Climate change risk is rising, and yet behavioral economics research argues that we are collectively underinvesting in protecting ourselves. In The Ostrich Paradox: Why We Underprepare for Disasters, Robert Meyer and Howard Kunreuther point to several personal traits that expose us to greater risk from natural disasters. First, individuals focus on short time horizons and thus underprepare for future threats. Second, when major disasters do occur, individuals are shocked but quickly begin to let their guard down again. Third, people are over-optimistic and thus underestimate their own risk exposure.
And the risks are real: Zillow’s research predicts that $400 billion dollars of real estate value in Florida could be at risk from climate change by the year 2100.
It might seem, then, that private insurance can be of little help in addressing climate change. There’s concern that for-profit insurers won’t want to insure risky properties, and that individuals won’t have the wherewithal to buy insurance plans in the first place. It’s certainly true that private insurance is not enough, on its own, to mitigate and adapt to climate change. Nor can insurance fully prevent the massive harm caused by storms like Hurricane Harvey, which recently struck Houston, killing at least several residents and causing considerable damage.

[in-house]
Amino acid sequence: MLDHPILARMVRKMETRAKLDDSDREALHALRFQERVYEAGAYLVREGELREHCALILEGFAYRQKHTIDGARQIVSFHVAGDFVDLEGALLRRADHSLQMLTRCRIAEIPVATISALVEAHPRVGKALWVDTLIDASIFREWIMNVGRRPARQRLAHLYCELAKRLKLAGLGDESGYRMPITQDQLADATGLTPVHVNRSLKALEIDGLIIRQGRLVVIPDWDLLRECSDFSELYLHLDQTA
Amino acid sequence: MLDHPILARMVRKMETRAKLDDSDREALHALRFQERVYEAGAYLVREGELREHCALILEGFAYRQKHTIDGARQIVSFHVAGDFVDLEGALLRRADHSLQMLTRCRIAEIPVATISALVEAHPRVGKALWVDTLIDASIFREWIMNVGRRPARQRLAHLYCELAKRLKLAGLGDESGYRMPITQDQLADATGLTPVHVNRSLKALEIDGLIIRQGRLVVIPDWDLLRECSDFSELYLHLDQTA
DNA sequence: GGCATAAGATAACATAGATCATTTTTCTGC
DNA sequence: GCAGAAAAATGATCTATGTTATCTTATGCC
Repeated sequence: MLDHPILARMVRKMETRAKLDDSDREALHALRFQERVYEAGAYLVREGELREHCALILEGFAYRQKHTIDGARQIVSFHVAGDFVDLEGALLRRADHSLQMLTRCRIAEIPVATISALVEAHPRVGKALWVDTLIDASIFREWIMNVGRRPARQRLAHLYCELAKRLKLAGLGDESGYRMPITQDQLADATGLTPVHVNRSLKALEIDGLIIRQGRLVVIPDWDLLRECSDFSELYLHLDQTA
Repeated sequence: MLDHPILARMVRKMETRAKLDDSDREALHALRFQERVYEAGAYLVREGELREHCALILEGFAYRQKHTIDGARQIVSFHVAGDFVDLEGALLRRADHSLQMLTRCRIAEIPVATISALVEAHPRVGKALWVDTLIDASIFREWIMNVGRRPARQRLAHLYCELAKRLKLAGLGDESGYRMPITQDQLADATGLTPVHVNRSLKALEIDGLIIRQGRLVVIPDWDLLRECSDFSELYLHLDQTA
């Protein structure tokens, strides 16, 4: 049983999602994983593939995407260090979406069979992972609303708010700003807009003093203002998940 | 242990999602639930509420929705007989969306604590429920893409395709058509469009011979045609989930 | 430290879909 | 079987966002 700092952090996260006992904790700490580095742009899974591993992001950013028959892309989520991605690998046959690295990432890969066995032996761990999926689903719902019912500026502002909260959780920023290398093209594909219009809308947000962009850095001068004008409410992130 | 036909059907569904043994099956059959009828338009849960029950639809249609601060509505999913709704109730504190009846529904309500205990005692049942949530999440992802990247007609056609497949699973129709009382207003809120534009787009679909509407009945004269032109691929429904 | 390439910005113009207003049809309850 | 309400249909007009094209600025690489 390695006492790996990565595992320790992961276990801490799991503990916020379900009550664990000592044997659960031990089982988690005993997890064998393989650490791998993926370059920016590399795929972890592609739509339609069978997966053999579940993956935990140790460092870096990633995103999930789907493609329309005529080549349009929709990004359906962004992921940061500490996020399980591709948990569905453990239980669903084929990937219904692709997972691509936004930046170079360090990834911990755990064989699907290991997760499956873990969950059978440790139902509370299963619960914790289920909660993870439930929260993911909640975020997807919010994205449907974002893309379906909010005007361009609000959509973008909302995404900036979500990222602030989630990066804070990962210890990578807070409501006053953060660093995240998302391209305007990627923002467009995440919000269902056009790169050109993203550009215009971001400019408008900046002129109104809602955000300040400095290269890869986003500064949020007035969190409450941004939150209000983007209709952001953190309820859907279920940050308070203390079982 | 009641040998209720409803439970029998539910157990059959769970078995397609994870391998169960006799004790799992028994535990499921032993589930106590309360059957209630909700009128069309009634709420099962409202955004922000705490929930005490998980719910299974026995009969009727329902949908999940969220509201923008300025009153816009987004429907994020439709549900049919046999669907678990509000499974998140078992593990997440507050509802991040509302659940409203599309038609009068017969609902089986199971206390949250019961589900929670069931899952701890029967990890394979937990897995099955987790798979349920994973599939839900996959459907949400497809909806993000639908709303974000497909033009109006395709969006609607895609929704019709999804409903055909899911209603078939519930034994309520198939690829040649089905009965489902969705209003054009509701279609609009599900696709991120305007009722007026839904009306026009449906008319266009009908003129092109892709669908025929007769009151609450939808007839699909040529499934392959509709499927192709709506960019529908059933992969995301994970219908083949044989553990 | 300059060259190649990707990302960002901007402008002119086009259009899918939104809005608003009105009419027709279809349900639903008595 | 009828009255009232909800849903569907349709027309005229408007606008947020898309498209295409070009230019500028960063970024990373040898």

Nonetheless, private insurance has a significant role to play. And we believe that the concerns raised by behavioral economics are overblown. Sure, we aren’t perfectly rational. But the emerging challenge of reducing risk exposure for coastal residents creates new opportunities for firms that can innovate and provide new solutions. Innovations in spatial sciences, combined with big data, raise the possibility of the insurance industry introducing innovative pricing strategies that induce private real estate owners and local governments to take efforts that together yield a more resilient real estate capital stock. In short, the insurance industry is adapting in order to profit from climate risk, and in doing so it will help society adapt as well.
By Matthew E. Kahn, Brian Casey andNolan Jones
See full story at hbr.org
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